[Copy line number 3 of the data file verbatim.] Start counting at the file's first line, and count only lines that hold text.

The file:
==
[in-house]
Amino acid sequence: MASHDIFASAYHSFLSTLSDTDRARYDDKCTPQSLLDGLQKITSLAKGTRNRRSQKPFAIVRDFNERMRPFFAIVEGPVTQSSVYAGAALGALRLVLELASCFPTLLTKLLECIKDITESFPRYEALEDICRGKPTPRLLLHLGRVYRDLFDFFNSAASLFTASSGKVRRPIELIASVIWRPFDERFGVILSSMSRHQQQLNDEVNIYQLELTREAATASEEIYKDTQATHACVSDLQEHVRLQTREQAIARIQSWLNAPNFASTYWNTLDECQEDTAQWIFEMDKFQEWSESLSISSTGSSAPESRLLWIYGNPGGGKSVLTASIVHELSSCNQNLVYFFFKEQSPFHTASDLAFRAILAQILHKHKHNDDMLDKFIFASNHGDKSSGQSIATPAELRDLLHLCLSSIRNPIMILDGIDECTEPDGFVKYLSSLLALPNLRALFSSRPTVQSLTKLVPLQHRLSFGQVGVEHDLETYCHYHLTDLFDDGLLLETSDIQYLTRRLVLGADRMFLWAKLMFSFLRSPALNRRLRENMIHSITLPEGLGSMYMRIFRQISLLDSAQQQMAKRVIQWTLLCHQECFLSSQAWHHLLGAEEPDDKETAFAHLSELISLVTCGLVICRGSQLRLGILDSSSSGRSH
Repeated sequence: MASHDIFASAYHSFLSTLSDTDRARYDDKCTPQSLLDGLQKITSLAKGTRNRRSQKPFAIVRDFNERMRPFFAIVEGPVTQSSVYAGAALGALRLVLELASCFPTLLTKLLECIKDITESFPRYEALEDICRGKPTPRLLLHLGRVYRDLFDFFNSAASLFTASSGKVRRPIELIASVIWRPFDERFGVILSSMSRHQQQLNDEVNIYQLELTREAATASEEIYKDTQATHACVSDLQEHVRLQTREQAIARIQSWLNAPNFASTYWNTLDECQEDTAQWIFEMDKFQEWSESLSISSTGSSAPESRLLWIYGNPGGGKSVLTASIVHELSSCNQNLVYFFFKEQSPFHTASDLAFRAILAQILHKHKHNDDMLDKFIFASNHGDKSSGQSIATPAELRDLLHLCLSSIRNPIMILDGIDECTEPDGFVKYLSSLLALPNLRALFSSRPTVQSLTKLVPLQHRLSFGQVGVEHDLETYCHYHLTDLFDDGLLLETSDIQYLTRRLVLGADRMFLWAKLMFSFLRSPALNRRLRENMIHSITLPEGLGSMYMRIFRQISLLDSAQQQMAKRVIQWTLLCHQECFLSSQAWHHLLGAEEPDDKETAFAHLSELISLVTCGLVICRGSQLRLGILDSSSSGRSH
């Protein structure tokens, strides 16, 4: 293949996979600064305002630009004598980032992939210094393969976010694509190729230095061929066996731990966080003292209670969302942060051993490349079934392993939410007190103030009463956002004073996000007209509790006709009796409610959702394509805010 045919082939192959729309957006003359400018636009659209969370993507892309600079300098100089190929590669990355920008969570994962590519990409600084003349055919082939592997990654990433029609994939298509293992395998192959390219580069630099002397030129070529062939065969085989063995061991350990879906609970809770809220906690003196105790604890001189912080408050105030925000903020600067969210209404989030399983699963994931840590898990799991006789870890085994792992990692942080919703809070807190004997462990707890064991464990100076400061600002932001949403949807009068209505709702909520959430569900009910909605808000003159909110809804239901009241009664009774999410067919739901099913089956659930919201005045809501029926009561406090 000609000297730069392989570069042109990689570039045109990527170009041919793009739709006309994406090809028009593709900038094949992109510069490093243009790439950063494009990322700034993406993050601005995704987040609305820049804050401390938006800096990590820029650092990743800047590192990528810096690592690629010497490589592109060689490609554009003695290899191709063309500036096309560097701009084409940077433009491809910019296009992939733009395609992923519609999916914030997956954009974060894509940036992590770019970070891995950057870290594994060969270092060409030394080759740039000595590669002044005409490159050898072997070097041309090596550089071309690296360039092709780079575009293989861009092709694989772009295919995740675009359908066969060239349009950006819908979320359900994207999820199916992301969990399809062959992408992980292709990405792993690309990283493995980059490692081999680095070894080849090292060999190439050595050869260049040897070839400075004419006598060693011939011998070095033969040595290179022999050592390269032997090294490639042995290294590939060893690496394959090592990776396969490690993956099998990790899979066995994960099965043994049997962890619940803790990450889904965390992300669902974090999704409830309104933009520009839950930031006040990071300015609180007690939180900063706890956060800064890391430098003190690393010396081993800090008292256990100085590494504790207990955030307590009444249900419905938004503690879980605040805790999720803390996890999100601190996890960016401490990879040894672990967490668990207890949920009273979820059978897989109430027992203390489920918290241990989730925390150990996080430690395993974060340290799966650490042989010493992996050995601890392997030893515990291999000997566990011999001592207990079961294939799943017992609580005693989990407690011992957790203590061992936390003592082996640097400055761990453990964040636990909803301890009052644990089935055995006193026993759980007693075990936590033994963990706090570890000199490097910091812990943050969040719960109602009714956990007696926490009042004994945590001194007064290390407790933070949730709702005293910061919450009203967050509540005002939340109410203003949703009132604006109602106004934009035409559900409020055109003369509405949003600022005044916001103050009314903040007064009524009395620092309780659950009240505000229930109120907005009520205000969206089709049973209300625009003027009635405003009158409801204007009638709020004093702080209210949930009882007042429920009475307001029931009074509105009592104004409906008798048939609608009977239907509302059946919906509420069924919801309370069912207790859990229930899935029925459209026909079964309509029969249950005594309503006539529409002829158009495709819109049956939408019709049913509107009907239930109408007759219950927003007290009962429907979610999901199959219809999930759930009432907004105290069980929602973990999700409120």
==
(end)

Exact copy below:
Repeated sequence: MASHDIFASAYHSFLSTLSDTDRARYDDKCTPQSLLDGLQKITSLAKGTRNRRSQKPFAIVRDFNERMRPFFAIVEGPVTQSSVYAGAALGALRLVLELASCFPTLLTKLLECIKDITESFPRYEALEDICRGKPTPRLLLHLGRVYRDLFDFFNSAASLFTASSGKVRRPIELIASVIWRPFDERFGVILSSMSRHQQQLNDEVNIYQLELTREAATASEEIYKDTQATHACVSDLQEHVRLQTREQAIARIQSWLNAPNFASTYWNTLDECQEDTAQWIFEMDKFQEWSESLSISSTGSSAPESRLLWIYGNPGGGKSVLTASIVHELSSCNQNLVYFFFKEQSPFHTASDLAFRAILAQILHKHKHNDDMLDKFIFASNHGDKSSGQSIATPAELRDLLHLCLSSIRNPIMILDGIDECTEPDGFVKYLSSLLALPNLRALFSSRPTVQSLTKLVPLQHRLSFGQVGVEHDLETYCHYHLTDLFDDGLLLETSDIQYLTRRLVLGADRMFLWAKLMFSFLRSPALNRRLRENMIHSITLPEGLGSMYMRIFRQISLLDSAQQQMAKRVIQWTLLCHQECFLSSQAWHHLLGAEEPDDKETAFAHLSELISLVTCGLVICRGSQLRLGILDSSSSGRSH